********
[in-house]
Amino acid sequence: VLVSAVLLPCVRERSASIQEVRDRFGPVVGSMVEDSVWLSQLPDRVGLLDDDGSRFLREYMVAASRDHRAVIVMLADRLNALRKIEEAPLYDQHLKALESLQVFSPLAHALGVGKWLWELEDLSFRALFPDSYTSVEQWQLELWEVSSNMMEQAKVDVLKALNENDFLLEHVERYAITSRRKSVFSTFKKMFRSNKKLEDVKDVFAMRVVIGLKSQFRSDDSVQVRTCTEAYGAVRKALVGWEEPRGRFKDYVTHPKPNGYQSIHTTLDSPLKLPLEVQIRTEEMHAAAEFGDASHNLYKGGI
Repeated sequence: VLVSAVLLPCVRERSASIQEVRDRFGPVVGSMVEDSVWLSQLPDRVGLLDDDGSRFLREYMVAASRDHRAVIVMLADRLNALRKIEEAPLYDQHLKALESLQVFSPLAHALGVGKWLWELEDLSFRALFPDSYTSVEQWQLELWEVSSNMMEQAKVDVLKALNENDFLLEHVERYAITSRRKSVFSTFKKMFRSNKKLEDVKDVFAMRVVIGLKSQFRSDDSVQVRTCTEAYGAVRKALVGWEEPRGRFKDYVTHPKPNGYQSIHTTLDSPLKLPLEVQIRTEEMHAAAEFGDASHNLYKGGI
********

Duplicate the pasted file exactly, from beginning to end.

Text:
[in-house]
Amino acid sequence: VLVSAVLLPCVRERSASIQEVRDRFGPVVGSMVEDSVWLSQLPDRVGLLDDDGSRFLREYMVAASRDHRAVIVMLADRLNALRKIEEAPLYDQHLKALESLQVFSPLAHALGVGKWLWELEDLSFRALFPDSYTSVEQWQLELWEVSSNMMEQAKVDVLKALNENDFLLEHVERYAITSRRKSVFSTFKKMFRSNKKLEDVKDVFAMRVVIGLKSQFRSDDSVQVRTCTEAYGAVRKALVGWEEPRGRFKDYVTHPKPNGYQSIHTTLDSPLKLPLEVQIRTEEMHAAAEFGDASHNLYKGGI
Repeated sequence: VLVSAVLLPCVRERSASIQEVRDRFGPVVGSMVEDSVWLSQLPDRVGLLDDDGSRFLREYMVAASRDHRAVIVMLADRLNALRKIEEAPLYDQHLKALESLQVFSPLAHALGVGKWLWELEDLSFRALFPDSYTSVEQWQLELWEVSSNMMEQAKVDVLKALNENDFLLEHVERYAITSRRKSVFSTFKKMFRSNKKLEDVKDVFAMRVVIGLKSQFRSDDSVQVRTCTEAYGAVRKALVGWEEPRGRFKDYVTHPKPNGYQSIHTTLDSPLKLPLEVQIRTEEMHAAAEFGDASHNLYKGGI